A variety of events organised by Falmouth University’s student union, FXU, have taken place over the past few days as part of Falmouth’s sustainability week.
Many of us are already aware of the ongoing effort to make our campus more sustainable and are informed of the larger global efforts taking place, however this week has demonstrated exactly what our university is doing to help. On 2 Friday, the fashion and textiles institute and S4S (designing a sensibility for sustainable clothing) will hold an event dedicated to recycling and fixing old clothes, with all revenue donated to Cancer research UK.
Coverage on fashion sustainability as an environmental issue is becoming widespread in the UK, particularly after the BBC recently aired a documentary by Stacey Dooley which shocked us all; Stacey Dooley Investigates: Are your clothes wrecking the planet? highlighted the devastating effect that the fast fashion industry is having on the environment, and showed how the planet is unable to sustain our growing fast- fashion industry.
One Falmouth student has been working for over a year to help find a solution to the fashion sphere’s environmental crisis. Ulrika Vinciunaite is a third year fashion design student at Penryn Campus. She has already attended New York fashion week and completed an exchange program in Milan, her focus this year being recyclable materials made from old interior items such as curtains. When describing her work, Ulrika illustrates how she manipulates the materials to make high-fashion, wearable garments, as well as costume designs which can be used for theatre.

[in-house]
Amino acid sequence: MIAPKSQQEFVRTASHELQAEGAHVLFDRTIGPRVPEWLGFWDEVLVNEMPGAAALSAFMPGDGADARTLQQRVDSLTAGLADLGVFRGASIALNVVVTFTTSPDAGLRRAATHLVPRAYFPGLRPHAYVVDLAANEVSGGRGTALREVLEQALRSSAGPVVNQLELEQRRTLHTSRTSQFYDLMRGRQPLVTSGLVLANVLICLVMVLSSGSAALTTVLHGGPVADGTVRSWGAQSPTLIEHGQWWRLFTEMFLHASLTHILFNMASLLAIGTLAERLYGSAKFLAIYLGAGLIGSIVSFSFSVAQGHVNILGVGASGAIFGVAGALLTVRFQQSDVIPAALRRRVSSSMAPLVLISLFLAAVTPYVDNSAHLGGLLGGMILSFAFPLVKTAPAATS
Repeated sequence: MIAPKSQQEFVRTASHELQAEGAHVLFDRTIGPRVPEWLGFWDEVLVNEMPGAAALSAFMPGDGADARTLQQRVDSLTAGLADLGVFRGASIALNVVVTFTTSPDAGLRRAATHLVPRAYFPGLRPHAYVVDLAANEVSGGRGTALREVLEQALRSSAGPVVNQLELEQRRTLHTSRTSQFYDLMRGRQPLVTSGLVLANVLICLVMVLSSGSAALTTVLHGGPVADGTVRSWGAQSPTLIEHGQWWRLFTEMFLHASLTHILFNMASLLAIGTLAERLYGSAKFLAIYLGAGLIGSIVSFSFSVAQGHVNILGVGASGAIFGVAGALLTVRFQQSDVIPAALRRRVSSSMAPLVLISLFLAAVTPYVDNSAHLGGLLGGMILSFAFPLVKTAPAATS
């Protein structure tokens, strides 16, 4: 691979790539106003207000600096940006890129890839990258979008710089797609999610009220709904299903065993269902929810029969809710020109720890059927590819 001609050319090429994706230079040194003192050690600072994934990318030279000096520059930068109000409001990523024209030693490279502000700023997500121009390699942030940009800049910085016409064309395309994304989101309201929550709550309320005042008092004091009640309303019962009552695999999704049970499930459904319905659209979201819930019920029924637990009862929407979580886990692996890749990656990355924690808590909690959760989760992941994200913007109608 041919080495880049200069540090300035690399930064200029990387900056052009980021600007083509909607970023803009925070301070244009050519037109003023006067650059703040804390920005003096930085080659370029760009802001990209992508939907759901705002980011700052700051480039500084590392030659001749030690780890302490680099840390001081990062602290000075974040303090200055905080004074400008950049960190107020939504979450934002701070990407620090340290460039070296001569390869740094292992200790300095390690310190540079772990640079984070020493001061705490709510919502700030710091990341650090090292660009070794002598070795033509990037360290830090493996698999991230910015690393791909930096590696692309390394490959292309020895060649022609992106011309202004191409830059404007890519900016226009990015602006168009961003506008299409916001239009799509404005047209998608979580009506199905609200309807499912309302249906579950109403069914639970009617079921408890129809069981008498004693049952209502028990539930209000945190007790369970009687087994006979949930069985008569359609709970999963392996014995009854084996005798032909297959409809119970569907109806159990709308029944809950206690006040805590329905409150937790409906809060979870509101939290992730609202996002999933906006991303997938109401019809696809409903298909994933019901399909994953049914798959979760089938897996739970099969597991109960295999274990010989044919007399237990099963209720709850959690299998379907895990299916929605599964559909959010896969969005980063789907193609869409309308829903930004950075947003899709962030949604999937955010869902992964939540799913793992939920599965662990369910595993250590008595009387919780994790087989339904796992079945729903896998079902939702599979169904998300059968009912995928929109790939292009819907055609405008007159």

“I think that by using older household materials it can bring a sense of personality and nostalgia to a piece that you cannot get with new fabrics. By using recycled materials, I am reducing waste, which I believe is important in this industry and something I’m definitely interested in carrying on with in my work.
“I attended Lineappelle this year in Milan, which showcases leather items such as bags and shoes. Afterward I was able to collect left over pieces of leather which would have otherwise gone completely to waste, which is unbelievable. I feel it is important to have balance when it comes to issues such as using products made from animals (such as leather or suede) or synthetic/plastic materials, which can be even worse for the environment.”
Ulrika is currently working on her final project using inspirations from her work experience, she has started working with themes such as female empowerment in the 19th Century, particularly during the industrial revolution. Using draping techniques, she is transforming old recycled fabric into creative new styles.
Ulrika and the team at Falmouth’s fashion and textile institute are setting an example on how fashion doesn’t need to be a strain on our environment, by teaching how many materials can be durable, sustainable, wearable and of course fashionable.